Members Directory

The Society for Early Modern French Studies currently comprises over one hundred academics based in the UK, as well as North America and continental Europe. Our members represent a range of disciplines and historical periods, as well as the full spectrum of academic career stages. Here you will find a directory of some of our members, their institutions, and key research interests.

Dr Elizaveta Al-Faradzh (independent): Seventeenth-century France; Jansenism; Bible in the Vernacular; Port-Royal; spirituality.

Dr Janée Allsman (University College Dublin): Religious literature; time and eternity; politics; history of ideas.

Dr Sarah Alyn Stacey (Trinity College Dublin): Court of Savoy; Marc-Claude de Buttet and his entourage; French Renaissance poetry.

Dr Joanna Barker (University of Durham): Early modern women’s writing; education; translation. 

Professor Hélène Bilis (Wellesley College): theatre; historiography; Corneille; Racine; Molière; troupes; Lafayette; translation.

Professor Mette Birkedal Bruun (University of Copenhagen): Early Modern devotion.

Dr Anton Bruder (University of Cambridge, University of Utrecht): Claude Fauchet; sixteenth-century historiography; language and literature; Renaissance poetics. 

Dr Emily Butterworth (King’s College London): Sixteenth-century literature and culture; offensive and deviant language; scandal and gossip; Marguerite de Navarre; discourses of tolerance.

Dr Michael Call (Brigham Young University, USA): Early modern comedy; history of the book; cultural representations of chance, probability, and risk.

Professor Marie-Claude Canova-Green (Goldsmiths, University of London): Seventeenth-century culture and society; court entertainments; civic pageantry; the royal body.

Professor Claire Carlin (University of Victoria, BC, Canada): Seventeenth-century theatre (especially Corneille); representations of early modern marriage; the medallic history of the reign of Louis XIV.

Dr Alexandra Corey (Trinity College Dublin): Early-modern Savoy; sixteenth-century French and Neo-Latin; court poetry.

Professor David Cowling (University of Durham): Sixteenth-century French studies; especially cognitive approaches to metaphor and figurative language, and metalinguistic debates.

Dr Caitlin Dahl (University of Pittsburgh): Queerness; galanterie; gender & sexuality; accommodation; femininity.

Ms Jenny Davis (University of Queensland): Intellectual History; Demonology; Witchcraft; Visual Culture; History of Emotions; Gender Studies.

Mr Bastian Felter Vaucanson (University of Copenhagen & Université Rennes 2): écriture de soi; epistolary culture; philosophy; theology; the history of spirituality; and devotional practices.

Dr Rebecca Ford (University of Nottingham): Science; correspondance; Encyclopédie.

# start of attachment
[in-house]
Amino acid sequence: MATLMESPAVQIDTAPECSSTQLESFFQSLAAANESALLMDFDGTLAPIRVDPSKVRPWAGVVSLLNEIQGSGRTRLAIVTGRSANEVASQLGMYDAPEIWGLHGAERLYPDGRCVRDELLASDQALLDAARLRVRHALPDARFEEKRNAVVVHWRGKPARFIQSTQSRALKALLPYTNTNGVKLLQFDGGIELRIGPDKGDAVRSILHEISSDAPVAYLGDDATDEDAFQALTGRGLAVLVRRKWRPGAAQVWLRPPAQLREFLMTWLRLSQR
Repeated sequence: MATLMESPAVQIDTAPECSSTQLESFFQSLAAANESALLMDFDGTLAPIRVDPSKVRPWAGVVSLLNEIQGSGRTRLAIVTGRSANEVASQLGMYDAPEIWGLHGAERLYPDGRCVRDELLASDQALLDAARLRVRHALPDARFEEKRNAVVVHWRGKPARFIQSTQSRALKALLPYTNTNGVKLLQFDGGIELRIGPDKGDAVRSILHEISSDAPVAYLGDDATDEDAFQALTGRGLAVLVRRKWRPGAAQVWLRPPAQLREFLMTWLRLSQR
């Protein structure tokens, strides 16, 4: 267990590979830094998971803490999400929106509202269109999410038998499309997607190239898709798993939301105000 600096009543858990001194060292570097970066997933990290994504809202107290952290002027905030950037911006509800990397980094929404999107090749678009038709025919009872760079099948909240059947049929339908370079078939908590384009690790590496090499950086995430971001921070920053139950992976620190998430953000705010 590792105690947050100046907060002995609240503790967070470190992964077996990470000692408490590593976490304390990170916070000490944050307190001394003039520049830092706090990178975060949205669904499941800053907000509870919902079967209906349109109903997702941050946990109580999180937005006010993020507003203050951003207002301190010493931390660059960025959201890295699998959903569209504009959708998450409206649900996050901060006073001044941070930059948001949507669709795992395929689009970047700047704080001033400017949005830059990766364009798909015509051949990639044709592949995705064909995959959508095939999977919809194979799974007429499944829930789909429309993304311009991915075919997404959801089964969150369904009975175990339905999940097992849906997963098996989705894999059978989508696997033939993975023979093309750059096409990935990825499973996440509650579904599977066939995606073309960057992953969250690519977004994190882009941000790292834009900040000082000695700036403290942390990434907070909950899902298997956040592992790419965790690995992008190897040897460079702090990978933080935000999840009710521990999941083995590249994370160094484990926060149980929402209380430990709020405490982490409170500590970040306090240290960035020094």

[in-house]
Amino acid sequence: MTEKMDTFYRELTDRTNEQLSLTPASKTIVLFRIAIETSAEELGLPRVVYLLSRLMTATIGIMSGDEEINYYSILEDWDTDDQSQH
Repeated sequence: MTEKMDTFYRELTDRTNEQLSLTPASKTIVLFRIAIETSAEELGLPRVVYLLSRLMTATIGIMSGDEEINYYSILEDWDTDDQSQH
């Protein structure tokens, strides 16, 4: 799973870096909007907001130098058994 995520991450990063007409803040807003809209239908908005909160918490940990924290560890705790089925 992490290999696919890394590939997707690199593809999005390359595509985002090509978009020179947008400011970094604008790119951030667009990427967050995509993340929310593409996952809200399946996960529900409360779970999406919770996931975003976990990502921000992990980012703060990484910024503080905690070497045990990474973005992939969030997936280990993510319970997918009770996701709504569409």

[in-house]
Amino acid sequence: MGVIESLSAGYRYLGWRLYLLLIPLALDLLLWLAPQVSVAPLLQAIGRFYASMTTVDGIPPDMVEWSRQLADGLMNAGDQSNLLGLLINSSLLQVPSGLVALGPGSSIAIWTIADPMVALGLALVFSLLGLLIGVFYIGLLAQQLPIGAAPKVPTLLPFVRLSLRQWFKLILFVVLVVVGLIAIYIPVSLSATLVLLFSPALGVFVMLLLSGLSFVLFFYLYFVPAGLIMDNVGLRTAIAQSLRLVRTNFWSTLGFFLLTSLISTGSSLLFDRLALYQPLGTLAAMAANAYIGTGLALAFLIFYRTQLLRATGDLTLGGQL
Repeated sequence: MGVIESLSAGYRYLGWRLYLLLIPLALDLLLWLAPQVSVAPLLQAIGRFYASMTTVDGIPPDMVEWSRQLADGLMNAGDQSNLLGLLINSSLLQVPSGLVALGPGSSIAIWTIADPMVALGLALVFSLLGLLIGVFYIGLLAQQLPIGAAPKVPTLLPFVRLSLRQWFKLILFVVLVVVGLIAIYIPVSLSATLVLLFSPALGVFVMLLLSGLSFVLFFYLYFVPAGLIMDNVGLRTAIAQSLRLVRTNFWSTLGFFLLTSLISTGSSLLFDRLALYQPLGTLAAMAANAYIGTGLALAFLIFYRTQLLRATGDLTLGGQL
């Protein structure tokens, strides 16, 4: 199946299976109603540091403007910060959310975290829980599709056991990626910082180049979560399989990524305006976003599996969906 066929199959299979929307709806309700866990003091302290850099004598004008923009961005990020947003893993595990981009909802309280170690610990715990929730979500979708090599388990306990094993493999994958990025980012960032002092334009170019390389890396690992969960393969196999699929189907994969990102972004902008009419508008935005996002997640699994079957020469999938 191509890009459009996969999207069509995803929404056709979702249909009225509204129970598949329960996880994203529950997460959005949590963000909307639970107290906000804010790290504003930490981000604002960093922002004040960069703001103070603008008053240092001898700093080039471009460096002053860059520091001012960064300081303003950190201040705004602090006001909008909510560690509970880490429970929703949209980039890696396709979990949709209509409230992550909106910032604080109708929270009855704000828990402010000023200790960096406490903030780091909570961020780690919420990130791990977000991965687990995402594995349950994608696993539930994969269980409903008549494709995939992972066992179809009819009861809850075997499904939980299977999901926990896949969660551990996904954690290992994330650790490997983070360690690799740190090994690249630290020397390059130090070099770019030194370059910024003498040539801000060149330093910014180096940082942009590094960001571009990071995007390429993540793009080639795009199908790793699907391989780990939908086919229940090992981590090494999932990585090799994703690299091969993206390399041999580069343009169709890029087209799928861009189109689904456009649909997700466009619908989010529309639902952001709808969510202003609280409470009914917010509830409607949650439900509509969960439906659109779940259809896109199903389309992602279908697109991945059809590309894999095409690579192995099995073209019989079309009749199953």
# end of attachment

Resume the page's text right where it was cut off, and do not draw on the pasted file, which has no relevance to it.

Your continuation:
Dr Alessandro De Francesco (Berne University of the Arts, Switzerland): Early modern, modern and contemporary poetry; poetics and aesthetics; relations between poetry and the visual arts; conceptual and post-gente writing; literary theory; French Theory.

Mr Joseph Olivier Gauvreau (Harvard University): 16th-century; music; lyric poetry; contrafactum, reformation.

Professor Perry J. Gethner (Oklahoma State University): Early modern drama.

Dr Emma Gilby (University of Cambridge): Seventeenth-century philosophy (especially Descartes); early modern receptions of classical rhetoric and poetics; the history of critical practice.

Dr Jessica Goodman (University of Oxford): Eighteenth-century literature; posterity; glory; authorial self-fashioning; theatre; Franco-Italian exchange; sociological approaches to literature.

Ms Katherine Goodson Walker (University of Manchester): French seventeenth-century dance; court ballet; theatre.

Professor Paul Hammond FBA (University of Leeds, School of English): French tragedy (especially Corneille and Racine). See https://ahc.leeds.ac.uk/english/staff/62/professor-paul-hammond

Dr Thomas Harrington (Independent Scholar): Intellectual history of the seventeenth century; the thought of Blaise Pascal.

Professor Joseph Harris (Royal Holloway, University of London): Seventeenth- and eighteenth-century French and comparative literature, especially theatre and dramatic theory; death and violence; laughter; misanthropy.

Dr Emma Herdman (University of St Andrews): Sixteenth-century literature and culture; classical reception; attitudes to transgression and restraint; women’s writing; birds.

Dr Adam Horsley (University of Exeter): Libertinage (especially Théophile de Viau and François Maynard); subversive texts and the criminal justice system; Law and Literature; political and legal history; material bibliography.

Professor Katherine Ibbett (University of Oxford): Late sixteenth to late seventeenth-century literature and culture; emotions and affects; environmental humanities in general and water in particular; the French Americas.

Dr Suzanne Jones (University of Paris X): Seventeenth-century French theatre; Molière in English translation; plays in print; regionalization in drama.

Ms Emily Kent (University of Edinburgh): Seventeenth-century France; history of science; intellectual history; religious orders; Marin Mersenne.

Professor Neil Kenny (University of Oxford): Early modern French literature and thought (especially from the early sixteenth to the mid-seventeenth century); families of writers / scholars; the relation of literature and learning to social hierarchy in early modern France.

Professor Rebecca Kingston (University of Toronto): History of political thought; development of conceptions of the public and the public good in early modern French thought; the reception of Plutarch in France and England.